The Ghost, on hearing this, set up another cry, and clanked its chain so hideously in the dead silence of the night, that the Ward would have been justified in indicting it for a nuisance.
“Oh! captive, bound, and double-ironed,” cried the phantom, “not to know, that ages of incessant labour, by immortal creatures, for this earth must pass into eternity before the good of which it is susceptible is all developed. Not to know that any Christian spirit working kindly in its little sphere, whatever it may be, will find its mortal life too short for its vast means of usefulness. Not to know that no space of regret can make amends for one life’s opportunity misused! Yet such was I! Oh! such was I!”
“But you were always a good man of business, Jacob,” faltered Scrooge, who now began to apply this to himself.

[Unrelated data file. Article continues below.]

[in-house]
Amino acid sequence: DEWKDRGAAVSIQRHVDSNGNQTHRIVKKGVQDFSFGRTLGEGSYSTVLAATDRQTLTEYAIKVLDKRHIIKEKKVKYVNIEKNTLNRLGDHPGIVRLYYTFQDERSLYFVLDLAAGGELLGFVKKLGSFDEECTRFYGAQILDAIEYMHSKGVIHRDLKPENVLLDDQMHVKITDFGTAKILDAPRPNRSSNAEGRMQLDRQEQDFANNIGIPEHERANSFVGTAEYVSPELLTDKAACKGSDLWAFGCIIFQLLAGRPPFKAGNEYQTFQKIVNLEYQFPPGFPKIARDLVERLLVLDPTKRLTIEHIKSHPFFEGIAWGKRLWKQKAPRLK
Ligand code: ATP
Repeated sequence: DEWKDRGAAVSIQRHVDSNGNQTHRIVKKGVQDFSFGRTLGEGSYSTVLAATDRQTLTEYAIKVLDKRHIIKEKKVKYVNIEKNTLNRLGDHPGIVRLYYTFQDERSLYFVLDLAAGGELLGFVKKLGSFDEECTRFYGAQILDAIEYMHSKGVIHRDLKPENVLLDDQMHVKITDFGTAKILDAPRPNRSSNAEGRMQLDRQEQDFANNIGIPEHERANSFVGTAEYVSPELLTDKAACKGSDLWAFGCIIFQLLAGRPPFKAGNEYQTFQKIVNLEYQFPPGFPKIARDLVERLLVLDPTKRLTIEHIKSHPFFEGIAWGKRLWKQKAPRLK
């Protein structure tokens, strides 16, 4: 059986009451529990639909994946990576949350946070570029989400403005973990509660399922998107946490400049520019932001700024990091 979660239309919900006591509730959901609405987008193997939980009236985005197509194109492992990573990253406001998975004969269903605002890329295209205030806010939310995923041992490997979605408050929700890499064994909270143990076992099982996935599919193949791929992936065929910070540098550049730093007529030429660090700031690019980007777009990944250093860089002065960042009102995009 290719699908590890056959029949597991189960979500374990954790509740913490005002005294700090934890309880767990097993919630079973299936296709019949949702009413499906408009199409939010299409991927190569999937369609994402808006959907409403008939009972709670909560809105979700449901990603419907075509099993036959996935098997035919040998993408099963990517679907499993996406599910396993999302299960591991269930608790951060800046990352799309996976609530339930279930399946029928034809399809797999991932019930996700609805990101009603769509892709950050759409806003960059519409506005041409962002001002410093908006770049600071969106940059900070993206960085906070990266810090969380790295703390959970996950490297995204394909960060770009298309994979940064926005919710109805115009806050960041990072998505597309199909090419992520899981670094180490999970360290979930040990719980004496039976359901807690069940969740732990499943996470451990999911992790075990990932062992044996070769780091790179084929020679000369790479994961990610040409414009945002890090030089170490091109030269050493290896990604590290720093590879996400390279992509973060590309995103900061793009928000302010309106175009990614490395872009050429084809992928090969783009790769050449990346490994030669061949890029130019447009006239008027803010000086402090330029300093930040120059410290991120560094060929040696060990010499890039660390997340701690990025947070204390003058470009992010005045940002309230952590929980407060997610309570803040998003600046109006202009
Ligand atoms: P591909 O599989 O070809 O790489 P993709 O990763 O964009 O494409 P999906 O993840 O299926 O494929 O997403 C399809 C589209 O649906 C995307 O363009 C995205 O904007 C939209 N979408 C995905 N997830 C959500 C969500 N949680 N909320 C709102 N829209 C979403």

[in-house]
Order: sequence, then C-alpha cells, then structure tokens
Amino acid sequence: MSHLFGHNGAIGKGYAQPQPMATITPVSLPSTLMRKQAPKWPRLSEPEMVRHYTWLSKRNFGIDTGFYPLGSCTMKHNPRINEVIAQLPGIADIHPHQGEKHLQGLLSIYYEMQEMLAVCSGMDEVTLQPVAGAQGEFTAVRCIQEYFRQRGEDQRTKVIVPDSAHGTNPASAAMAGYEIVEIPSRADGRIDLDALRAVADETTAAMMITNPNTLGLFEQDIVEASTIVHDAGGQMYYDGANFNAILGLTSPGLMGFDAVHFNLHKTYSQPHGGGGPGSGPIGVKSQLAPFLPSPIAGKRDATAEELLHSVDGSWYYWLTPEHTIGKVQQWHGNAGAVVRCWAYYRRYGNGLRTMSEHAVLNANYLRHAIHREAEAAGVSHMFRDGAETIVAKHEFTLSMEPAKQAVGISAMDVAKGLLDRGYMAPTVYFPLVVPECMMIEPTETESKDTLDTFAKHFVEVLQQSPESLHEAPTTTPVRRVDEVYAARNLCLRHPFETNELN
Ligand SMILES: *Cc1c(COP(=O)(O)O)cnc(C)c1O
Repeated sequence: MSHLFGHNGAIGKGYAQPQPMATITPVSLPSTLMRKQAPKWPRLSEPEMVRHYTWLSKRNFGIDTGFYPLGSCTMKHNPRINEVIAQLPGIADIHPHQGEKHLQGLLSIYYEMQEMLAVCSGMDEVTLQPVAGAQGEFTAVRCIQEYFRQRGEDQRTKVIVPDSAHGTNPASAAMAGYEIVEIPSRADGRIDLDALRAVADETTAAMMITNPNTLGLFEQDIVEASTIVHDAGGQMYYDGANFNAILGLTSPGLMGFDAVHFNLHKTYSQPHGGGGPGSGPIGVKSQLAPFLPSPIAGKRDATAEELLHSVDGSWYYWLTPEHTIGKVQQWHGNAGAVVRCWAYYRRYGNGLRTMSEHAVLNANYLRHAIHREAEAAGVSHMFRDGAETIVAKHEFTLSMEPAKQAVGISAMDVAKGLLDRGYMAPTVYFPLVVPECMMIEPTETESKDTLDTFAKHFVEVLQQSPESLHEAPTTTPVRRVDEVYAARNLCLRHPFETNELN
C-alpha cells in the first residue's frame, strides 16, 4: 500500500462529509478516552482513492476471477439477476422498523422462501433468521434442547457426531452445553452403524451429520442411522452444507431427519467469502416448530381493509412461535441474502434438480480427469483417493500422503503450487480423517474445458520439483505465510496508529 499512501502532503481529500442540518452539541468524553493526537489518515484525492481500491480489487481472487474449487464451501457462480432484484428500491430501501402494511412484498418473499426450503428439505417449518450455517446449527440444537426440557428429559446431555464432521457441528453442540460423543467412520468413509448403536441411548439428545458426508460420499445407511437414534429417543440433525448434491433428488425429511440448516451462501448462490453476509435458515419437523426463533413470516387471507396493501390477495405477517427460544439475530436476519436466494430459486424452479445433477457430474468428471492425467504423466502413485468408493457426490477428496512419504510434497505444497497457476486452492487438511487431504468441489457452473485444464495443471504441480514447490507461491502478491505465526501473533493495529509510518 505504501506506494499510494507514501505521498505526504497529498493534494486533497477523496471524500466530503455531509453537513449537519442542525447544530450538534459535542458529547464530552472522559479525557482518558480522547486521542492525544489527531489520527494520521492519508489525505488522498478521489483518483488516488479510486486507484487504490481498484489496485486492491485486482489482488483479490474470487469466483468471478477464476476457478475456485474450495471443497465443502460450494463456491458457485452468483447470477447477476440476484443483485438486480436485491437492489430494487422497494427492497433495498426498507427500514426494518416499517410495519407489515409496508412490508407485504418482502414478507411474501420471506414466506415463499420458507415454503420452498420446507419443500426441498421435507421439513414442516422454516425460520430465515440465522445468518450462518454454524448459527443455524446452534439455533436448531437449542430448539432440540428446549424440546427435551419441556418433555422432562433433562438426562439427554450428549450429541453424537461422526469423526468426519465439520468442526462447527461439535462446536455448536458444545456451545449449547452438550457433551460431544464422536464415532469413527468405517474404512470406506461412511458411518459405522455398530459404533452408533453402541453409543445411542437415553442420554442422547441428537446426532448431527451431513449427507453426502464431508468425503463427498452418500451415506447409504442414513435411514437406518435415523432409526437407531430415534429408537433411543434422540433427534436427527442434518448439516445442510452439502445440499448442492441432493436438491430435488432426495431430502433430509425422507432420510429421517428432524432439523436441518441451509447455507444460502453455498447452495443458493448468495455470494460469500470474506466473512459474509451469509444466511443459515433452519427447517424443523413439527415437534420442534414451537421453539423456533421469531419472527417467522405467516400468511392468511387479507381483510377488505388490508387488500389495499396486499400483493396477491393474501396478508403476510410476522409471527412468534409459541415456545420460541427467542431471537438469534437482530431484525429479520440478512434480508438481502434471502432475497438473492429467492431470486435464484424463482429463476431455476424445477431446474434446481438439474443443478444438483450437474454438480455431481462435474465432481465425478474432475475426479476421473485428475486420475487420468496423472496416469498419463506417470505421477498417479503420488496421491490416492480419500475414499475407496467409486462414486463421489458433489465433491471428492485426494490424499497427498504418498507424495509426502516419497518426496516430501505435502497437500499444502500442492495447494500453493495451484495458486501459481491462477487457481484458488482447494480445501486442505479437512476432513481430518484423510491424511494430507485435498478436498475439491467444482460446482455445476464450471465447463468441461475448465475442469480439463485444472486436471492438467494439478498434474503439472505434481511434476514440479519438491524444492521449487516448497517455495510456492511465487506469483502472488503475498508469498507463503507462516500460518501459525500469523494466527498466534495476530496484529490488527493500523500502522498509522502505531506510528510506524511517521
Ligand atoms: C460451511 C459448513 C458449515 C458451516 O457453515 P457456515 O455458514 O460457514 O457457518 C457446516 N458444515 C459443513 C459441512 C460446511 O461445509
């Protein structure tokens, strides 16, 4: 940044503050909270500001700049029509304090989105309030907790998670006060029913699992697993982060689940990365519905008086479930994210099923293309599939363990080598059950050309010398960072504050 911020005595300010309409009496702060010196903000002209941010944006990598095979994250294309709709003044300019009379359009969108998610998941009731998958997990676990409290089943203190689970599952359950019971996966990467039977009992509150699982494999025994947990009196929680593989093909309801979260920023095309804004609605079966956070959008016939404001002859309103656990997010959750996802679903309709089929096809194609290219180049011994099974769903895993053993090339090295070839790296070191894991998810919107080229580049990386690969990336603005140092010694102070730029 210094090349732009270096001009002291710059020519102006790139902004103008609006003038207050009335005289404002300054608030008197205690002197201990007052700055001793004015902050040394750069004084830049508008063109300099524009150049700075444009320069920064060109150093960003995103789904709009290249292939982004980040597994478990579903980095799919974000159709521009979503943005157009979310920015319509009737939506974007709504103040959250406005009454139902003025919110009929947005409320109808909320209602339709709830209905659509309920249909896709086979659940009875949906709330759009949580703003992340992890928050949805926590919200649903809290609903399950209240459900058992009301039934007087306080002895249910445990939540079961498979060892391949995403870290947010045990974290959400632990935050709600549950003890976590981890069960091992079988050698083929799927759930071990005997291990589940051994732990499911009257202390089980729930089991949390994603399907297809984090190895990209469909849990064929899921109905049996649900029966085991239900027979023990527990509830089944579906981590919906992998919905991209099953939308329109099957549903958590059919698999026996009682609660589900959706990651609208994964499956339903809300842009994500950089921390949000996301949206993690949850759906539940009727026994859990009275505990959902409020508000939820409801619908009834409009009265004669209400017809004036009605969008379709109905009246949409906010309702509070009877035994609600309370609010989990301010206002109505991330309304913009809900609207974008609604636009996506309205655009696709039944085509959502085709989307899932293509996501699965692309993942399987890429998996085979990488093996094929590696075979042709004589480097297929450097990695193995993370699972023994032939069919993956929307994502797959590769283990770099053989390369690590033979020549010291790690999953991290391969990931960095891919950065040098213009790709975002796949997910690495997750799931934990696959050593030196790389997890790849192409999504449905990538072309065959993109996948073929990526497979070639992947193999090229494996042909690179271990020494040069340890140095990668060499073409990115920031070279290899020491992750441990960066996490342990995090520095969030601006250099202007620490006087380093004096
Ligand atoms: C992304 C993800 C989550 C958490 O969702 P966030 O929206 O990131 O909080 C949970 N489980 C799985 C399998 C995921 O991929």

“Business!” cried the Ghost, wringing its hands again. “Mankind was my business. The common welfare was my business; charity, mercy, forbearance, and benevolence, were, all, my business. The dealings of my trade were but a drop of water in the comprehensive ocean of my business!”
It held up its chain at arm’s length, as if that were the cause of all its unavailing grief, and flung it heavily upon the ground again.
“At this time of the rolling year,” the spectre said “I suffer most. Why did I walk through crowds of fellow-beings with my eyes turned down, and never raise them to that blessed Star which led the Wise Men to a poor abode! Were there no poor homes to which its light would have conducted me!”
Instead of interpreting the above as a social guilt trip, I believe focus can instead be trained on gaining awareness of others by connecting with them as equals, while not dispelling hierarchies. The problem I have with “social programs” is in taking too much responsibility for others which can lead to burn-out and enabling. We must stay aware of our own responsibilities and at least seek a charitable understanding of others.